Understandably, trade unions have sought to capitalise on these outcomes and to promote headline settlements based on these outliers, such as Luas and Dublin Bus, which given their publicised circumstances should be no predictors of general pay movements.The recent Irish Rail terms was influenced by the absence of agreed pay increases over recent years but what is surprising is that a base level of 2.5% should be awarded for each of the next three years, with further productivity negotiations to follow - which could give rise to further pay increases.

It is also notable that in the recent Aer Lingus case that the Labour Court recommended pay rises of 8.5% over 39 months but did so on the basis that in addition, the parties should also engage in discussions on savings with any savings then be shared on a 1:1 basis.

Since the demise of national agreements trade unions have long held an ambition for sector wage bargaining. However, such an approach has only emerged in a handful of cases which have led to Sector Employment Orders (SEO’s).As wage growth has resumed, trade unions have benefited from so called ‘pattern bargaining’, where a headline settlement is promoted and is followed by other firms within a sector. This has now evolved with trade unions seeking to secure baseline pay deals, without productivity concessions, which should only be for separate discussion, on the basis that this could give rise to further benefits – ‘two tier bargaining’ in all but name.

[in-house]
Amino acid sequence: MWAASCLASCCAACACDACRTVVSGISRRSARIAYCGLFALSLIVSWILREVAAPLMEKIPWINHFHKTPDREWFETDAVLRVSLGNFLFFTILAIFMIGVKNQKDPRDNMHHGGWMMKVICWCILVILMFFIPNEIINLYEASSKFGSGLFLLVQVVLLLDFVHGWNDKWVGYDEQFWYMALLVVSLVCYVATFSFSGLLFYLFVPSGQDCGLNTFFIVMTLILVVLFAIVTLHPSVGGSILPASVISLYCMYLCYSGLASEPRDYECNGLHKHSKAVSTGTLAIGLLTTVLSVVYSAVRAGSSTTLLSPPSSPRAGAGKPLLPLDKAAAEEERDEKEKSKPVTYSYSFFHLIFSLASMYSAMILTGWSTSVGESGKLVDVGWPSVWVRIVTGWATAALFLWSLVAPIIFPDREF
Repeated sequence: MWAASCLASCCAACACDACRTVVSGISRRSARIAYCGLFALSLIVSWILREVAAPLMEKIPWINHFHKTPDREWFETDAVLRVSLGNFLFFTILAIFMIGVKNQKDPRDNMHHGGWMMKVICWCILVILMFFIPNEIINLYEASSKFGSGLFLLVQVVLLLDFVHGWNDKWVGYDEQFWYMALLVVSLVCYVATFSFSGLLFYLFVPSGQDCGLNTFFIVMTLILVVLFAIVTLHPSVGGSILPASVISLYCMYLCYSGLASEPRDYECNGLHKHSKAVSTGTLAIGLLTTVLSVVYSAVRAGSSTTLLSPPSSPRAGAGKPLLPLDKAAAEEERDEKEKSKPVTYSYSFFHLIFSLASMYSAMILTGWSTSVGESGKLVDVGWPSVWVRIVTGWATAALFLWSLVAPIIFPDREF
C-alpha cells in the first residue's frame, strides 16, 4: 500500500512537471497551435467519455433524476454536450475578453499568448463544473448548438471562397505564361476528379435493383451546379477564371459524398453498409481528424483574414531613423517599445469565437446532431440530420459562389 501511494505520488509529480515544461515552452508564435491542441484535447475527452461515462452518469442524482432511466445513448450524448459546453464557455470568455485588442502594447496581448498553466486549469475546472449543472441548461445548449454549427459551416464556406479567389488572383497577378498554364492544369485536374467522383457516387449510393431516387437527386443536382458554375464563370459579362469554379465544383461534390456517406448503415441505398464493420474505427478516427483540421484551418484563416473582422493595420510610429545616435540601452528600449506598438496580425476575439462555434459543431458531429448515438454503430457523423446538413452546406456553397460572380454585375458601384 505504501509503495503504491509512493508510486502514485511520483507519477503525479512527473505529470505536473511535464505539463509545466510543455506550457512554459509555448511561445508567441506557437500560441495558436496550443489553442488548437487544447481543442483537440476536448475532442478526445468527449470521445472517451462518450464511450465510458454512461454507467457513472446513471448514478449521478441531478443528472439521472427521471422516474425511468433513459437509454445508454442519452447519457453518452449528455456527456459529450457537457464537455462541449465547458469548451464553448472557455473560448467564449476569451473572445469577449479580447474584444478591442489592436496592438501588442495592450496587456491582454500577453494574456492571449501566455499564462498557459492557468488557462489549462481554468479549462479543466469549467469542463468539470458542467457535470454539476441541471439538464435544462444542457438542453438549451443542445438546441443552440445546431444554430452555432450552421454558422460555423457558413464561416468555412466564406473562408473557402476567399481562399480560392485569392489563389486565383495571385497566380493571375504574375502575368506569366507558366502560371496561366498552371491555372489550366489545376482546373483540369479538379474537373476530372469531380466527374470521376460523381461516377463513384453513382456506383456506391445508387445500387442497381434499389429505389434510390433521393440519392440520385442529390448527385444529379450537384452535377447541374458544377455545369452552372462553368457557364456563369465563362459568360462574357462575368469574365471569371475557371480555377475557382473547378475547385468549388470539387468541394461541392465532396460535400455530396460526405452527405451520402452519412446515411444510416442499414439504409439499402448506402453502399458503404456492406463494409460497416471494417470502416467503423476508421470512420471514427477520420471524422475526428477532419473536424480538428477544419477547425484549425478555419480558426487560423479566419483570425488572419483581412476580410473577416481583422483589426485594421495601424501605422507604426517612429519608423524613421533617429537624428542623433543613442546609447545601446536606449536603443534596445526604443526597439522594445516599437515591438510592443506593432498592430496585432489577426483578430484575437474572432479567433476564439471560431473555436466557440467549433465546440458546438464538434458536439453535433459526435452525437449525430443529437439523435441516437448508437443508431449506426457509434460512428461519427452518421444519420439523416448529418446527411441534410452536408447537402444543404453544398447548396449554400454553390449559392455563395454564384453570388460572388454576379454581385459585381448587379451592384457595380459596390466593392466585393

Recognising of course that our dispute resolution bodies, can only deal with the facts of each case that is presented to them and that as a matter of policy they will generally not seek to lead or establish new norms, employers should be concerned if our dispute resolution bodies, in a benign inflation environment, give credibility to two-tier bargaining. Or, by default, affirm a level of base pay adjustment without productivity or cost offsetting measures.

Put simply, it is our view that employers are fully entitled to seek cost offsetting measures in return for any basic rate increases.


In what is now an increasingly fragmented IR system, these developments are occurring in the absence of any guidance, national dialogue with the social partners or a settled pay policy. If this evolution towards a type of two tier bargaining is allowed to take hold, it will erode hard won competitiveness and prove impossible to sustain in the face of the full effects of Brexit.

There will always be a cadre of employers who for various reasons have a genuine inability to pay that may need to be verified. This should be accommodated in the context of maintenance of existing terms and conditions and security of employment.We need to remember that one person’s pay increase is another’s cost increase and so, employers, need to be careful not to follow a ‘pattern’ or average rate of settlement which for them could become an unsustainable cost.

In an era of enterprise bargaining, the opportunity must be seized by employers to structure modest pay deals that are sustainable and represent fair value for that employment.For some employers, in parts of the domestic economy, or others with concerns now looming fast about the impact of Brexit, these concerns will weigh heavily on their business strategy, and their capacity to sustain employment, to attract talent and will constrain their ability to address issues of pay.

Brendan McGinty is Managing Partner of Stratis Consulting - ‘Leading People Strategies’.